Debbie Caffery

Caffery has been making photographs of the people and culture of her native Louisiana for over 30 years. Past projects include documentation of sugarcane field and mill workers, alligator hunting, and family portraits in Louisiana, as well as photographs of rural Mexico and Portugal. She will soon publish a new book documenting prostitution in Mexico. Caffery’s work has been included in solo exhibitions at the Smithsonian Institution’s National Museum of American History, Cleveland Museum of Art, Museum of Photographic Arts in San Diego, Chicago’s Museum of Contemporary Photography, and the Gitterman Gallery, New York.

She has received numerous awards including a Guggenheim Fellowship (2005), the first Lou Stoumen Prize (1996), and the Louisiana Governor’s Art Award (1990). Her work is included in the permanent collections of many museums, including the Smithsonian Institution, Whitney Museum of American Art, the Museum of Modern Art, the Metropolitan Museum of Art, and the New Orleans Museum of Art. Caffery has published several highly praised books, including Polly, The Shadows, and Carry Me Home.

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Nicolás Muller

 

Frank Eugene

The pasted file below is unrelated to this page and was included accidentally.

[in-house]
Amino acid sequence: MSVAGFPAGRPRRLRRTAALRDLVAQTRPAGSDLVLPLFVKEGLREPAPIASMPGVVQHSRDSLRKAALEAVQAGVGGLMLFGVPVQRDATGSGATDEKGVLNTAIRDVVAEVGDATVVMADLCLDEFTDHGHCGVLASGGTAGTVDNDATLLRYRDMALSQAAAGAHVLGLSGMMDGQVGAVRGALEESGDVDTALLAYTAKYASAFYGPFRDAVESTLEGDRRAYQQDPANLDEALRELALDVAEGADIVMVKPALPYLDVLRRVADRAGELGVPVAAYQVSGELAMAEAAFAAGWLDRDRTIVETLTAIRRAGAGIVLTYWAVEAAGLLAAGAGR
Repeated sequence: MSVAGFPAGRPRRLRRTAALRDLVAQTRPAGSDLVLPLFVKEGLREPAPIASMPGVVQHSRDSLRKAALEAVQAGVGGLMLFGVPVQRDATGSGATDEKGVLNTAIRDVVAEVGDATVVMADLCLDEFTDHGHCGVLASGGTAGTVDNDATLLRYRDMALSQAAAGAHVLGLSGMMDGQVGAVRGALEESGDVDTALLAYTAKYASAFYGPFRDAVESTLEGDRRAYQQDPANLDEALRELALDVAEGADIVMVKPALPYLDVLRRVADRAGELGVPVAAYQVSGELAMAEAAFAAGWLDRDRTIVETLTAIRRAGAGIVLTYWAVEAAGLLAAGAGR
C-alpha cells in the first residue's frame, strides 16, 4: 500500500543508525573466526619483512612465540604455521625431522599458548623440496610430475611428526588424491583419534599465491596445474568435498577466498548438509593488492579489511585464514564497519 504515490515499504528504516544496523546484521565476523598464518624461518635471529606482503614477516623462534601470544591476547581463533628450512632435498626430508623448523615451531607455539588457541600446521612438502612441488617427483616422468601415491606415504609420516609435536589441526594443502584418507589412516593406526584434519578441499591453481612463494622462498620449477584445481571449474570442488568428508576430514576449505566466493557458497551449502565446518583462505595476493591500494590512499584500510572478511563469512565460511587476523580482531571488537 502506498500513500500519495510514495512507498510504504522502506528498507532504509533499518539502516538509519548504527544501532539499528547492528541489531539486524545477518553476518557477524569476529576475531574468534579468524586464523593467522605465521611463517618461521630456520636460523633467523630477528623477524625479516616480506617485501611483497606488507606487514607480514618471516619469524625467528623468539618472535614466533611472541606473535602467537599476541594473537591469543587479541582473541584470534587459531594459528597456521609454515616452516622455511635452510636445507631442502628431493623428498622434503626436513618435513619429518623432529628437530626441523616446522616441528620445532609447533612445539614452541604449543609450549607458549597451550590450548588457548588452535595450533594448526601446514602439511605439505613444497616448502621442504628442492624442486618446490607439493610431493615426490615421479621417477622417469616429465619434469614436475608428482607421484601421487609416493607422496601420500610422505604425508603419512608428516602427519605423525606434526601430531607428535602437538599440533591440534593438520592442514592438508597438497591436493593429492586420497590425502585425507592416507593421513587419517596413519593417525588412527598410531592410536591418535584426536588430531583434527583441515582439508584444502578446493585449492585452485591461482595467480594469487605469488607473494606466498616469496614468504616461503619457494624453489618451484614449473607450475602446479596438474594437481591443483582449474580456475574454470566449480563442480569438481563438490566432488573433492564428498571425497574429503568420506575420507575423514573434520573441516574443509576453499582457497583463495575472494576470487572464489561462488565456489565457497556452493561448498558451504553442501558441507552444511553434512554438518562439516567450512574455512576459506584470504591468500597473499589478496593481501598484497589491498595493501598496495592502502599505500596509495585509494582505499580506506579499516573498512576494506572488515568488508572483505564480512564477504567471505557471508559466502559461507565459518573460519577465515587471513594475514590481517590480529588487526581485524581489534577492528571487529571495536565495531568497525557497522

Frank Eugene Smith, who was later known by his artist name Frank Eugene and who adopted German citizenship in 1906, was born in New York in 1865. After a first training at the City College, Eugene began to study painting in New York in 1884 and switched to the Akademie der Bildenden Künste in Munich in 1886. During his years of study Eugene began to be interested in the new media of photography and studied further autodidactically. As soon as 1889 Eugene had his first one-man show at the Camera-Club’ in New York, which was founded by Alfred Stieglitz. After his graduation Eugene returned to New York in 1894 and worked for some years as a stage designer and portrait painter, specialising in portraying well-known theatre-actors. Since 1900 he lived in Germany again and got envolved with artistic photography, was admitted to the Linked ring’ in London and founded – together with Stieglitz and Edward Steichen – the American photographer’s society Photo-Session’. Between 1904 and 1910 Eugene’s works were published as heliographs in the advanced photography journal Camera Work’ and became internationally known. Eugene orientated himself in his photographs at painting, following the romanticising style of art photography: Eugene’s treatment of the negatives with opaque colours and etching needle led to his wanted pictorial and graphic effects and with his favoured techniques like platinum print and the rubber-bichrome.technique, he achieved the modern blur of his positives. Since 1907 Eugene began his educational work at the Lehr-und Versuchsanstalt für Fotographie in Munich, which he continued at his chair for artistic photography at the Königliche Akademie für Grafische Künste in Leipzig in 1913. In 1907 Eugene organised a meeting between Stieglitz, Steichen and Heinrich Kühn and brought forward the assimilation of German art photographers to American guidelines. Frank Eugene died in Munich in 1936.